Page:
Charles and Eileen did not get along well and they were always f!@#ing up the scene. They tried to make everyone in the scene laugh. 
Reilly was a lot like Zero Mostel in terms of doing his own thing. Joel also worked with Zero. They are geniuses. They also got bored real fast. Charlie Reilly in Detroit, and when they opened the show in New York, was just wonderful. He didn’t think he could sing, but he sang beautifully. Nobody expected him to be Caruso, but he sang well enough. 
What happened is that it became about trying to get the people in the docket to laugh instead of what it was supposed to be. That’s what Zero used to do. It was about keeping themselves amused. It really didn’t matter about everyone else.
Joel cannot imagine why future audiences will not still be interested in Dolly. The show and the story are timeless. There are still guys out there who still want to go out for an adventure. Because of television and whatever, there is no longer that sense of going to New York with no idea of what it is, which is the premise of The Matchmaker. Nowadays, it is a twenty minute ride from New York City to Yonkers.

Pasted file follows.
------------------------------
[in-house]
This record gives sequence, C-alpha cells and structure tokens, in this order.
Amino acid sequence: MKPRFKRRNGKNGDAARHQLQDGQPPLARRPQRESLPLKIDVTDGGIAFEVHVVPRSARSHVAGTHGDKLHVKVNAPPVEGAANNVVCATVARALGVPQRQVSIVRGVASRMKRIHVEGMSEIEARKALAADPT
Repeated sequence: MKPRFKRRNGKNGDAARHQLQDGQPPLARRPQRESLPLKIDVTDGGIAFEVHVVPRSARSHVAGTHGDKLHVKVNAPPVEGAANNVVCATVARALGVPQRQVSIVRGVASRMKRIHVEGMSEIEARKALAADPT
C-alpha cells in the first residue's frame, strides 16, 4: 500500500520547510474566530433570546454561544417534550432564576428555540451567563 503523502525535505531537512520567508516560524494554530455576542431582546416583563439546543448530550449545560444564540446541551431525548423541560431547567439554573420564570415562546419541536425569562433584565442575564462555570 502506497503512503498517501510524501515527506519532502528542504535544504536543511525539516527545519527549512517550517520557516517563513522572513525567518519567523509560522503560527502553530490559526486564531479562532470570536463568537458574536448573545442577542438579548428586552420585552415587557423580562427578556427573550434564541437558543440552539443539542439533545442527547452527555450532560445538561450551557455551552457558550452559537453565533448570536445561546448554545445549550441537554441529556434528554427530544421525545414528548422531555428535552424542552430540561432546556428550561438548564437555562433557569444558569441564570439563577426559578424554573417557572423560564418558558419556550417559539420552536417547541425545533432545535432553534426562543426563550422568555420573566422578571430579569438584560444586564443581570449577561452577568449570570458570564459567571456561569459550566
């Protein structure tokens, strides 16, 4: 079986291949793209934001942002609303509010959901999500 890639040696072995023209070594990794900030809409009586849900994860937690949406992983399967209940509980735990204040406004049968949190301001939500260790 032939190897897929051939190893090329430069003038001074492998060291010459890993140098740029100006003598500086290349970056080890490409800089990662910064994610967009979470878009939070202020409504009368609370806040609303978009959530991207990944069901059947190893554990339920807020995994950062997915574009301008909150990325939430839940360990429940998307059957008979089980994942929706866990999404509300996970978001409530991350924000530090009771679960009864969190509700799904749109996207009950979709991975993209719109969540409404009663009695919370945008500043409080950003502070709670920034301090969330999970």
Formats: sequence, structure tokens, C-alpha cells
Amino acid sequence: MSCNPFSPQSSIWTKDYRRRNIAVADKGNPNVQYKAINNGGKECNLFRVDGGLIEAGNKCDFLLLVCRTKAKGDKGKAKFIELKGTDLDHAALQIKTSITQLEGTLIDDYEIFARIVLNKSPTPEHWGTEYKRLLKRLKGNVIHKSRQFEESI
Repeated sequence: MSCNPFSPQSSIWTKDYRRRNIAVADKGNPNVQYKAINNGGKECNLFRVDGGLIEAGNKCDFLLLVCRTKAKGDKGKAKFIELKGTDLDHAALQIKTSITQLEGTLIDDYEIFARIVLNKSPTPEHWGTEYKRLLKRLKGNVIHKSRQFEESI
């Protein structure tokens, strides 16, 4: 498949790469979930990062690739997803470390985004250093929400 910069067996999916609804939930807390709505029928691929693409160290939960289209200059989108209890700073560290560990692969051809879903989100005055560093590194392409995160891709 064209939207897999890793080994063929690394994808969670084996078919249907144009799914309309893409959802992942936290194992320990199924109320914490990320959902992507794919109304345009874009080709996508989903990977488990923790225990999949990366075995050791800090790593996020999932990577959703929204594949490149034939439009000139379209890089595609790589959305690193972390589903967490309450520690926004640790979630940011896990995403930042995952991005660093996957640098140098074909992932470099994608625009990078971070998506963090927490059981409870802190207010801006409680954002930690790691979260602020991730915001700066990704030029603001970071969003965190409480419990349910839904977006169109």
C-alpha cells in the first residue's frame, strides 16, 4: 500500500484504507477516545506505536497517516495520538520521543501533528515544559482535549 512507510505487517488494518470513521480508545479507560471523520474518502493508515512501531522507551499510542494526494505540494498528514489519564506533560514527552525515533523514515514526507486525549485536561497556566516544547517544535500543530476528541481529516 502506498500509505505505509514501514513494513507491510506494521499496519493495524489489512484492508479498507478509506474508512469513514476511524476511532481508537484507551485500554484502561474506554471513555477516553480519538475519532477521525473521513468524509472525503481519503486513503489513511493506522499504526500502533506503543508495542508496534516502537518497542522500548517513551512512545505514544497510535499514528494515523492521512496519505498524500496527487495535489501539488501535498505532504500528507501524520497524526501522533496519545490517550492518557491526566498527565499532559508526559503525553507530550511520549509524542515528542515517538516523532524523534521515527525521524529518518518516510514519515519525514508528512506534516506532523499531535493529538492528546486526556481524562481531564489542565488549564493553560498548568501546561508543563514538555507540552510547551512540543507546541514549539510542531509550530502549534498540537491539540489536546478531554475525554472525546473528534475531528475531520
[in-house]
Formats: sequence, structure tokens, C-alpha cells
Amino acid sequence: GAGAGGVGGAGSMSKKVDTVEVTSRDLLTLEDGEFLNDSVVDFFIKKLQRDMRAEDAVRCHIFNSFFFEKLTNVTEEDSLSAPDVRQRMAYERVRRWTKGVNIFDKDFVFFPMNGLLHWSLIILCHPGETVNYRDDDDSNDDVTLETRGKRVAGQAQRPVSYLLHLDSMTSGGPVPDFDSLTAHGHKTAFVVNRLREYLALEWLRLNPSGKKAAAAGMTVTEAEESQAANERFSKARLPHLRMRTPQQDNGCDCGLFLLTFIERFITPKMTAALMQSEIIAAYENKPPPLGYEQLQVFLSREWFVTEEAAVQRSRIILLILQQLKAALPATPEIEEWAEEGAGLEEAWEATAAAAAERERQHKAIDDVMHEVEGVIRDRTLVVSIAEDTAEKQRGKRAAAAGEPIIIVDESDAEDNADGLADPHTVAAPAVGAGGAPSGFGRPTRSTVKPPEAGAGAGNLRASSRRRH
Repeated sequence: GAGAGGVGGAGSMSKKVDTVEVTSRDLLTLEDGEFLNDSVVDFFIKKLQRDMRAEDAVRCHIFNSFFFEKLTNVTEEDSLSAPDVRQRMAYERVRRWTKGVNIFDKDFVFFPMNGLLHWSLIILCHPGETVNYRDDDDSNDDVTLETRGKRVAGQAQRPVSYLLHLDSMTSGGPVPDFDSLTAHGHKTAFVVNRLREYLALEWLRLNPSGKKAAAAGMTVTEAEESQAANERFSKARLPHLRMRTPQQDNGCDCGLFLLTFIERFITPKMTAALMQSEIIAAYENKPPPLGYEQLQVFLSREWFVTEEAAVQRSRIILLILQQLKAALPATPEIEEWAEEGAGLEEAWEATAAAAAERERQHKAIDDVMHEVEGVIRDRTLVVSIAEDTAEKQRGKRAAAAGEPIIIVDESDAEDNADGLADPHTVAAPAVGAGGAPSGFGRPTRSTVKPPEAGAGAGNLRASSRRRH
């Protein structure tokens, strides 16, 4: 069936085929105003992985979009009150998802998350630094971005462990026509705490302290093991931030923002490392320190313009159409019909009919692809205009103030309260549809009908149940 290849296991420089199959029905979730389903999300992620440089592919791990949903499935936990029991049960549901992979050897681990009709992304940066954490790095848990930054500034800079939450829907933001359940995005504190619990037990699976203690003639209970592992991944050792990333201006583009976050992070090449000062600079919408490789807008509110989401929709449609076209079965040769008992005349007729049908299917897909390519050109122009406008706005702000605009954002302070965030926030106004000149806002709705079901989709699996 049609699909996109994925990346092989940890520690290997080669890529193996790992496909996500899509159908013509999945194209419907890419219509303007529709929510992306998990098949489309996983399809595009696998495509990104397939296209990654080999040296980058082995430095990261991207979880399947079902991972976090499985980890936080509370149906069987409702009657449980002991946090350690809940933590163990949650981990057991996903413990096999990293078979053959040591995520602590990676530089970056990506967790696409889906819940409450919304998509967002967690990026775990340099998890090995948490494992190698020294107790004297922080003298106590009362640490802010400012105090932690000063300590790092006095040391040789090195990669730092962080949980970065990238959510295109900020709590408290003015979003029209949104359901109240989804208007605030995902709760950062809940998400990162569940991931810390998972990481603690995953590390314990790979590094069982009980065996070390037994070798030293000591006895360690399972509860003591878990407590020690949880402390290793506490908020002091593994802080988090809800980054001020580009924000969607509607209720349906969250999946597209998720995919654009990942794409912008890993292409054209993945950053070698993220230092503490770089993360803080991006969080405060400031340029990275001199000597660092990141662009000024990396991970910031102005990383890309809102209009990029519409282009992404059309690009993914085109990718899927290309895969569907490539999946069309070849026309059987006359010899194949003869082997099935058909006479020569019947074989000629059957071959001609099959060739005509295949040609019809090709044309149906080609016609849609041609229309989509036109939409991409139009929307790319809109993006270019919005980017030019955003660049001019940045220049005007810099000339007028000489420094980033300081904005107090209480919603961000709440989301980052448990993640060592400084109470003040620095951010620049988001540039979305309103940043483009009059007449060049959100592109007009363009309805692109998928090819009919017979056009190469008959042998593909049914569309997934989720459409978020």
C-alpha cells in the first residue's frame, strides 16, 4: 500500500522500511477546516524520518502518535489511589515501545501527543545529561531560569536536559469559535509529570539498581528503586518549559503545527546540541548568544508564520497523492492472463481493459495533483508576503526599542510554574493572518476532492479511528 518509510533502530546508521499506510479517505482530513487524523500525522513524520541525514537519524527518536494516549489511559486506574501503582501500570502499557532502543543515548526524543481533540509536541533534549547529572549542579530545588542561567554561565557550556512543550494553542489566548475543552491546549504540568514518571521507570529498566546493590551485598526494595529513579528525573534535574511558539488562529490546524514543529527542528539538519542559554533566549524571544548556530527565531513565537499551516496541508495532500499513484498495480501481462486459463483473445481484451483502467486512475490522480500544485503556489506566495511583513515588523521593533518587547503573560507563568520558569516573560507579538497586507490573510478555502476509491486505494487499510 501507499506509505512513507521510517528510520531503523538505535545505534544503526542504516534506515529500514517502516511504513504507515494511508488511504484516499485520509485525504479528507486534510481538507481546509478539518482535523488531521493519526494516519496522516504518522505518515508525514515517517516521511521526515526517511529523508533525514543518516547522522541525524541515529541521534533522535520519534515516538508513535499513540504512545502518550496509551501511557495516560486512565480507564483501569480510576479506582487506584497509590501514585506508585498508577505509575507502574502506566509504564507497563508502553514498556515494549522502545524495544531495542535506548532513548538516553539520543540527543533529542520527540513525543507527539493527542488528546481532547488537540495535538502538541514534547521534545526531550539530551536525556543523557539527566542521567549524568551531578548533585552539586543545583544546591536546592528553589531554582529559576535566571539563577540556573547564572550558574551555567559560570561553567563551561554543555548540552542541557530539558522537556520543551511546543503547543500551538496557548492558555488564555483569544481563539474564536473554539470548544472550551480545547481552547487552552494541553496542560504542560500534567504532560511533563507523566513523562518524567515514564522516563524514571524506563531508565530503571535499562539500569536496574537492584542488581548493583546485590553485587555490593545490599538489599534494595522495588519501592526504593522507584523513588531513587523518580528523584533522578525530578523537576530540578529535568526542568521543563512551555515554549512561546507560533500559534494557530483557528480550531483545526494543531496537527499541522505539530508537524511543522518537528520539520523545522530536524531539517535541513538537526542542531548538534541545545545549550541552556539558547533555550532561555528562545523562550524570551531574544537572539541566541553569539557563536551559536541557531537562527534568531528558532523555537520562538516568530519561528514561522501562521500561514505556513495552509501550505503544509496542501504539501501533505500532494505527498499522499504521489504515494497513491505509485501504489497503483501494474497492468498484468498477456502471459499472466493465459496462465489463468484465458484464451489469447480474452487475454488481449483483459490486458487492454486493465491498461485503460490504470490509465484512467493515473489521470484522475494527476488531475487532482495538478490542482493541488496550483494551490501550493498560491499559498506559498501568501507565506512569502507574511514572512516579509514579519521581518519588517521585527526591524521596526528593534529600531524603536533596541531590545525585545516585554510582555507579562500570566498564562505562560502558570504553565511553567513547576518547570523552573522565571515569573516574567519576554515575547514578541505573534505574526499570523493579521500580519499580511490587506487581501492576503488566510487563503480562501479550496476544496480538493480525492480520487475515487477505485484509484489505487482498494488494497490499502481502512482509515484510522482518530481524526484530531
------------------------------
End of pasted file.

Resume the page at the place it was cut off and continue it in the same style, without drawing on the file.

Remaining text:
Carol was forty three when she opened originally in Dolly. There were twenty year olds in the chorus, including Joel, who thought at first that she was too old! 
Gower at the recording for the original cast album

There were a couple of guys in the chorus in their upper thirties. Dancers in those days are not in the same physical shape that today’s dancers are. It wasn’t until Joel went into Follies and realized that all of the leads in that show were ten years older than Carol! 
When he looks at pictures now of Carol then, he realizes that she was a young vibrant woman in the prime of her life. She was probably a little too young, when you think about it, the first time around especially opposite David Burns.
Joel would also put Hello, Dolly in the top three shows of his career.